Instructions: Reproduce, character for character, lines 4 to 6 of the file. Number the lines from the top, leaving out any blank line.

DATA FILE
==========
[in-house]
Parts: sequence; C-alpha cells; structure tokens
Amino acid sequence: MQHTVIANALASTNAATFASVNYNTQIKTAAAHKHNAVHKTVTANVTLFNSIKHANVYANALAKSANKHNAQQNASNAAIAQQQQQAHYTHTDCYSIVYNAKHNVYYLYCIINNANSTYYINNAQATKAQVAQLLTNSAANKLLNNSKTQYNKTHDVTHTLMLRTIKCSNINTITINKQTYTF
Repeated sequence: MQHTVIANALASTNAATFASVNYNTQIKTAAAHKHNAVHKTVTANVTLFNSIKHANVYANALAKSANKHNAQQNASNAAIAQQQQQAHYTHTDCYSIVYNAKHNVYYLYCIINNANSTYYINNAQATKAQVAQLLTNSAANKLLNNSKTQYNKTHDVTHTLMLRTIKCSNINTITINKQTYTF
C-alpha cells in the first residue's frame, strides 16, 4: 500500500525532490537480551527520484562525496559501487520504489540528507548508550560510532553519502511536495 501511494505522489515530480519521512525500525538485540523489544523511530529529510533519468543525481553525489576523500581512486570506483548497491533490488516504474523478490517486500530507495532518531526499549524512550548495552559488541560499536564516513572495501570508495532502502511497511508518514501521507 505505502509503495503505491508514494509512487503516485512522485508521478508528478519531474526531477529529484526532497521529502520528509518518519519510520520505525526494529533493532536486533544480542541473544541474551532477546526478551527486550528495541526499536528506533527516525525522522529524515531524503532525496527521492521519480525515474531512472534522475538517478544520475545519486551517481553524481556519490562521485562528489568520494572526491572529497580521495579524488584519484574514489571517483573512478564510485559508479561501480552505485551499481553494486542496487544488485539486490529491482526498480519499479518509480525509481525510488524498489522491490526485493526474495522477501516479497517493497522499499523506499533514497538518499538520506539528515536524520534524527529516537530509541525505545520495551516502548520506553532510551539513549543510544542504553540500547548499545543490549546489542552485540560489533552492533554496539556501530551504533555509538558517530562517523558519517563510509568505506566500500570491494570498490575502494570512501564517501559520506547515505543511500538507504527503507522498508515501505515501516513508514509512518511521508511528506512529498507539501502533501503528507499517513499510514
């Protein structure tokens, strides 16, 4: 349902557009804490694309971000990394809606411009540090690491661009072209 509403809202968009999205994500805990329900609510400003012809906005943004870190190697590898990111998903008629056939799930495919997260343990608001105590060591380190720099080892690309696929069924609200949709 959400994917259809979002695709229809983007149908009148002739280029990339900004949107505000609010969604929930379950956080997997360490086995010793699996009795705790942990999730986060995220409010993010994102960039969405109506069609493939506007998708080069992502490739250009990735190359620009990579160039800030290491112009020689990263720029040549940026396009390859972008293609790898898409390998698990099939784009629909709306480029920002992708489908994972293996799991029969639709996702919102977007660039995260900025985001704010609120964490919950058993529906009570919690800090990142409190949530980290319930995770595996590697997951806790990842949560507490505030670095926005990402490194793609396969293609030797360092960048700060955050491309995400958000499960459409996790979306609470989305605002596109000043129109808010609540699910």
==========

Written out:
Repeated sequence: MQHTVIANALASTNAATFASVNYNTQIKTAAAHKHNAVHKTVTANVTLFNSIKHANVYANALAKSANKHNAQQNASNAAIAQQQQQAHYTHTDCYSIVYNAKHNVYYLYCIINNANSTYYINNAQATKAQVAQLLTNSAANKLLNNSKTQYNKTHDVTHTLMLRTIKCSNINTITINKQTYTF
C-alpha cells in the first residue's frame, strides 16, 4: 500500500525532490537480551527520484562525496559501487520504489540528507548508550560510532553519502511536495 501511494505522489515530480519521512525500525538485540523489544523511530529529510533519468543525481553525489576523500581512486570506483548497491533490488516504474523478490517486500530507495532518531526499549524512550548495552559488541560499536564516513572495501570508495532502502511497511508518514501521507 505505502509503495503505491508514494509512487503516485512522485508521478508528478519531474526531477529529484526532497521529502520528509518518519519510520520505525526494529533493532536486533544480542541473544541474551532477546526478551527486550528495541526499536528506533527516525525522522529524515531524503532525496527521492521519480525515474531512472534522475538517478544520475545519486551517481553524481556519490562521485562528489568520494572526491572529497580521495579524488584519484574514489571517483573512478564510485559508479561501480552505485551499481553494486542496487544488485539486490529491482526498480519499479518509480525509481525510488524498489522491490526485493526474495522477501516479497517493497522499499523506499533514497538518499538520506539528515536524520534524527529516537530509541525505545520495551516502548520506553532510551539513549543510544542504553540500547548499545543490549546489542552485540560489533552492533554496539556501530551504533555509538558517530562517523558519517563510509568505506566500500570491494570498490575502494570512501564517501559520506547515505543511500538507504527503507522498508515501505515501516513508514509512518511521508511528506512529498507539501502533501503528507499517513499510514
């Protein structure tokens, strides 16, 4: 349902557009804490694309971000990394809606411009540090690491661009072209 509403809202968009999205994500805990329900609510400003012809906005943004870190190697590898990111998903008629056939799930495919997260343990608001105590060591380190720099080892690309696929069924609200949709 959400994917259809979002695709229809983007149908009148002739280029990339900004949107505000609010969604929930379950956080997997360490086995010793699996009795705790942990999730986060995220409010993010994102960039969405109506069609493939506007998708080069992502490739250009990735190359620009990579160039800030290491112009020689990263720029040549940026396009390859972008293609790898898409390998698990099939784009629909709306480029920002992708489908994972293996799991029969639709996702919102977007660039995260900025985001704010609120964490919950058993529906009570919690800090990142409190949530980290319930995770595996590697997951806790990842949560507490505030670095926005990402490194793609396969293609030797360092960048700060955050491309995400958000499960459409996790979306609470989305605002596109000043129109808010609540699910």